Monthly Archives: June 2018

Another direct flight to Liberia Costa Rica – from Vancouver Canada

ICT Announces New Direct Flight from Canada to Liberia

It Will Fly from December 23rd, 2018 and Until March 31st, 2019 with a Boeing 737 MAX 8

 

The Canadian airline Sunwing announced that from December 23rd, 2018 and until March 31st, 2019, will fly from Vancouver, British Columbia, to Liberia, Guanacaste, with a Boeing 737 MAX 8.

The information of this new direct flight that will link Canada and Costa Rica was confirmed on Monday, June 11th, through a statement from the Costa Rican Tourism Institute (ICT).

The flight is scheduled to leave Vancouver on Sunday, December 23rd at 6 a.m. and arrive in Liberia at 3:10 p.m. and then leave Liberia on Sunday, December 30th at 5:30 p.m. and arrive in Canada at 5:30 p.m. 11:30 pm. The published times are in local hours of each country and are subject to changes without prior notice.

Sunwing Airlines jet
Sunwing Airlines jet

This is the 2nd flight that is announced for the province of Guanacaste in the current administration, because last Thursday, June 7th, the Government of Costa Rica and representatives of the company Aeromexico, reported a direct service, twice a week, between the Mexico City and Liberia.

6 years of conversations

In August 2011, Costa Rica and Canada signed an air transport agreement to open the door to commercial flights between both countries, without touching the United States land.

As a result of this agreement, in October 2012 the 1st flight of the Canadian airline WestJet arrived at the Daniel Oduber Quirós International Airport, in Liberia Guanacaste. And in April 2016 the airline Air Canada announced a new direct flight, between Montreal and Costa Rica, during the winter season in the northern hemisphere.

Ticos interested in taking advantage of the new Vancouver route require a visa

Currently, to obtain a Canadian transit or tourism visa, four forms must be filled out on a Canadian government website and taken in person to the offices of the International Organization for Migration (IOM), along with 2 photographs of the same size, passport, documentation that demonstrates rooting in the country, and the flight itinerary.

Before that, the person must pay at the Bank of Costa Rica, the cost of processing, about ¢ 36,000.

Last September, during a bilateral meeting, the Canadian Prime Minister, Justin Trudeau offered to review the procedure that Costa Ricans must take to obtain a visa that allows them to travel to that North American nation.

Trudeau was willing to soften the requirements, after the then president, Luis Guillermo Solis, told him about the difficulties faced by his countrymen to receive this migratory endorsement. Since then, no progress has been made on this issue.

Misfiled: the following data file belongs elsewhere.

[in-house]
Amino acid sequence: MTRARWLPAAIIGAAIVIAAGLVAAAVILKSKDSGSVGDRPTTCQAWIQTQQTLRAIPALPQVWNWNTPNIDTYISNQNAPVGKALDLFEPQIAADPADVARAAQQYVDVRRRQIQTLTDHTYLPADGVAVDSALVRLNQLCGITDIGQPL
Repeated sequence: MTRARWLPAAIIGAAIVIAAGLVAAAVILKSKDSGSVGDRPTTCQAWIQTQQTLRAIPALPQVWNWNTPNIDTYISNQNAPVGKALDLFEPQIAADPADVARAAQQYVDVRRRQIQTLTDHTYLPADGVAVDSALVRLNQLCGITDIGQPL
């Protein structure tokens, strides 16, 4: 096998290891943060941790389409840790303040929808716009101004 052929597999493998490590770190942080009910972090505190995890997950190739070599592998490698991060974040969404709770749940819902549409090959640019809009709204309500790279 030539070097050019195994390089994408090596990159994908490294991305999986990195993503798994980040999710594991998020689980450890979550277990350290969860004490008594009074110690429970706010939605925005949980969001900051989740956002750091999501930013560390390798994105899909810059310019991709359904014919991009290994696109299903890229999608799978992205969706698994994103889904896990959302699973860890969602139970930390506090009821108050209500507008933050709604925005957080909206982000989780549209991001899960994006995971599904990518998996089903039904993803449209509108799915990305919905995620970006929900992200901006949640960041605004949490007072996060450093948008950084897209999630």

Satisfaction in the sector

With the arrival of this new route to Daniel Oduber Quirós International Airport, tourists will have the opportunity to enter Guanacaste -one of the destinations by the preference of the North American markets.

Daniel Oduber Quirós International Airport
Daniel Oduber Quirós International Airport

“At Coriport we celebrate Sunwing’s new flight from Vancouver to Daniel Oduber International Airport in Liberia. We have worked for hand in hand with the authorities to offer modern, innovative, climate-controlled and safe facilities”, said César Jaramillo, general manager of the Inter-American Investment Corporation (Coriport), which manages the airport in Liberia.

“It fills me with joy to give such good news in such a short time, because one of the commitments I have assumed during my administration is the strengthening of tourism in Mexico, the United States and Canada, markets of great importance for Costa Rica, by affinity issues and distance”, added Maria Amalia Revelo, Minister of Tourism.

Meanwhile, Andrew Dawson, president of Tour Operations for Sunwing, said he was “happy” to present Costa Rica as a destination for next winter”. In addition to being famous for its ecotourism and adventures, this popular destination is also noted for the quality of its accommodation and its people”, he said.

More insights on Rio Celeste

Great article, and so true to our experience!  I picked up the “mud boots” after completing this hike, and have wonderful recollections every time I wear them.  I’ve not really needed them since that day Diane and I hiked Rio Celeste.

13 THINGS YOU NEED TO KNOW BEFORE VISITING RIO CELESTE COSTA RICA

13 Things You Need to Know Before Visiting Rio Celeste Costa Rica
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If you’re reading this, you probably know the Rio Celeste is a magnificent blue river in Tenorio Volcano National Park of Costa Rica featuring a huge waterfall plummeting into a blue pool below. There are a few things you need to know before you visit like – Do I need hiking boots? How muddy is it? How to make sure the water is its signature blue when you visit. We compiled 13 things that you need to know before visit Rio Celeste.

Laguna Azul at Rio Celeste, Costa Rica

HOW DO YOU GET TO RIO CELESTE?

Rio Celeste is located about halfway between Liberia and La Fortuna in North Central Costa Rica. It’s about 1 1/2 hours to either town. There is no bus service directly to Rio Celeste so you either have to have your own car ($5 parking), take a bus to Bijagua and taxi to the entrance ($30-40), or book a tour(~$115 including admission, guide, and lunch).

HOW IS THE ROAD TO RIO CELESTE?